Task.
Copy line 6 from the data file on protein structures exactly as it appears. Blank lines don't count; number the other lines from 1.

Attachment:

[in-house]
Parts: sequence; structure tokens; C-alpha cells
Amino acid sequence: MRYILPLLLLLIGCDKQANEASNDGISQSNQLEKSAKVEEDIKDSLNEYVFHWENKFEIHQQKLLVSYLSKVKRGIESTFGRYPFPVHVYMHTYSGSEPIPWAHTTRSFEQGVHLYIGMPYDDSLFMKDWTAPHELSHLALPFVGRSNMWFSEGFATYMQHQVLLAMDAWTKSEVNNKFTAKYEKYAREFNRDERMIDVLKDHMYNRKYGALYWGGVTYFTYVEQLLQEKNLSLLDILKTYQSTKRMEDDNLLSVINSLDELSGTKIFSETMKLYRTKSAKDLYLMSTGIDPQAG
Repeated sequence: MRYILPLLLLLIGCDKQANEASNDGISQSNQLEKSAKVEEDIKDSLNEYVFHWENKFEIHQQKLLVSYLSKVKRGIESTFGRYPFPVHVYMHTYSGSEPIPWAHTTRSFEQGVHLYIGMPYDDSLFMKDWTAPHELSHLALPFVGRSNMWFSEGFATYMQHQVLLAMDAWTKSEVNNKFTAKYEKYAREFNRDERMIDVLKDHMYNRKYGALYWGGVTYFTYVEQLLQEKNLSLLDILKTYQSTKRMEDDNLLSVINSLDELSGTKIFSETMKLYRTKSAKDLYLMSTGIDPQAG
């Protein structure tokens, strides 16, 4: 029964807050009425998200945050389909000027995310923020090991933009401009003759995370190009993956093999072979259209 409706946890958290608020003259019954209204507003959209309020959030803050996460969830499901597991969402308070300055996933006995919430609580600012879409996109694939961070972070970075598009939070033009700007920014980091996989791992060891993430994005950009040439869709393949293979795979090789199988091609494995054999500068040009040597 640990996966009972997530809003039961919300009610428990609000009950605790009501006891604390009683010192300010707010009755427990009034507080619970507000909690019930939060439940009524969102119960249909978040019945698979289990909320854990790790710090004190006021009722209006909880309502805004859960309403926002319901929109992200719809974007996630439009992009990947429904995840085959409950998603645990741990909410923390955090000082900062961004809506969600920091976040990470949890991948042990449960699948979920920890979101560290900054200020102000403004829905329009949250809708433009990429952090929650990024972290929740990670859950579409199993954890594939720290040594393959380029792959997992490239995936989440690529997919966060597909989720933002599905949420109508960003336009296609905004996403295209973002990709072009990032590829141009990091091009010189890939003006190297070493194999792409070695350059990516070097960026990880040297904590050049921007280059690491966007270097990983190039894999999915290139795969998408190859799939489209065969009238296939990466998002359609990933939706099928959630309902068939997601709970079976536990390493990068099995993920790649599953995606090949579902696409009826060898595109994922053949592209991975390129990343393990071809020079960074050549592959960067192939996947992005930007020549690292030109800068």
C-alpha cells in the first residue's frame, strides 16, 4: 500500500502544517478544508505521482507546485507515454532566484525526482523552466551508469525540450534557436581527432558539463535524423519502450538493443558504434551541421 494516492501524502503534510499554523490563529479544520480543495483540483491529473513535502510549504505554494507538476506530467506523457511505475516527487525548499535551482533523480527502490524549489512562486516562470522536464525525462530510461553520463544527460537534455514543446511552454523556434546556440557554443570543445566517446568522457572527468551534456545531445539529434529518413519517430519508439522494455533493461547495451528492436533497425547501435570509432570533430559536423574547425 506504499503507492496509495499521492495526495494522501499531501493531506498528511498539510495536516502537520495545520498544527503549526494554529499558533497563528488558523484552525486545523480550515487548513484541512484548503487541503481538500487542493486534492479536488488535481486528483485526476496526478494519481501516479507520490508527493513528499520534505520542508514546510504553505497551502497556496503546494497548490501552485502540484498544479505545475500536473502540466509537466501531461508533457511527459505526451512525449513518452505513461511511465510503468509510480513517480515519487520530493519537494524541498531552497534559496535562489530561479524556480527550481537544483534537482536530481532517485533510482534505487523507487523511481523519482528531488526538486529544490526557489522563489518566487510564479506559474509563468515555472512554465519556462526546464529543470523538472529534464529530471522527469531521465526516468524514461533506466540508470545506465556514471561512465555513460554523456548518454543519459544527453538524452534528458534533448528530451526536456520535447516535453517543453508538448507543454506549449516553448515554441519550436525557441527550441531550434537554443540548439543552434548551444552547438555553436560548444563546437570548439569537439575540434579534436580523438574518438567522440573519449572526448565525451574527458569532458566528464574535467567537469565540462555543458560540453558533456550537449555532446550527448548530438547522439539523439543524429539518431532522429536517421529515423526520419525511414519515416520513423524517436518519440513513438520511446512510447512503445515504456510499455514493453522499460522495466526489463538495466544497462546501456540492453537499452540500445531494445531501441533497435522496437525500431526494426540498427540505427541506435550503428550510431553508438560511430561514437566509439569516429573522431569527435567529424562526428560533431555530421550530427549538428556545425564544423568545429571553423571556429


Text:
C-alpha cells in the first residue's frame, strides 16, 4: 500500500502544517478544508505521482507546485507515454532566484525526482523552466551508469525540450534557436581527432558539463535524423519502450538493443558504434551541421 494516492501524502503534510499554523490563529479544520480543495483540483491529473513535502510549504505554494507538476506530467506523457511505475516527487525548499535551482533523480527502490524549489512562486516562470522536464525525462530510461553520463544527460537534455514543446511552454523556434546556440557554443570543445566517446568522457572527468551534456545531445539529434529518413519517430519508439522494455533493461547495451528492436533497425547501435570509432570533430559536423574547425 506504499503507492496509495499521492495526495494522501499531501493531506498528511498539510495536516502537520495545520498544527503549526494554529499558533497563528488558523484552525486545523480550515487548513484541512484548503487541503481538500487542493486534492479536488488535481486528483485526476496526478494519481501516479507520490508527493513528499520534505520542508514546510504553505497551502497556496503546494497548490501552485502540484498544479505545475500536473502540466509537466501531461508533457511527459505526451512525449513518452505513461511511465510503468509510480513517480515519487520530493519537494524541498531552497534559496535562489530561479524556480527550481537544483534537482536530481532517485533510482534505487523507487523511481523519482528531488526538486529544490526557489522563489518566487510564479506559474509563468515555472512554465519556462526546464529543470523538472529534464529530471522527469531521465526516468524514461533506466540508470545506465556514471561512465555513460554523456548518454543519459544527453538524452534528458534533448528530451526536456520535447516535453517543453508538448507543454506549449516553448515554441519550436525557441527550441531550434537554443540548439543552434548551444552547438555553436560548444563546437570548439569537439575540434579534436580523438574518438567522440573519449572526448565525451574527458569532458566528464574535467567537469565540462555543458560540453558533456550537449555532446550527448548530438547522439539523439543524429539518431532522429536517421529515423526520419525511414519515416520513423524517436518519440513513438520511446512510447512503445515504456510499455514493453522499460522495466526489463538495466544497462546501456540492453537499452540500445531494445531501441533497435522496437525500431526494426540498427540505427541506435550503428550510431553508438560511430561514437566509439569516429573522431569527435567529424562526428560533431555530421550530427549538428556545425564544423568545429571553423571556429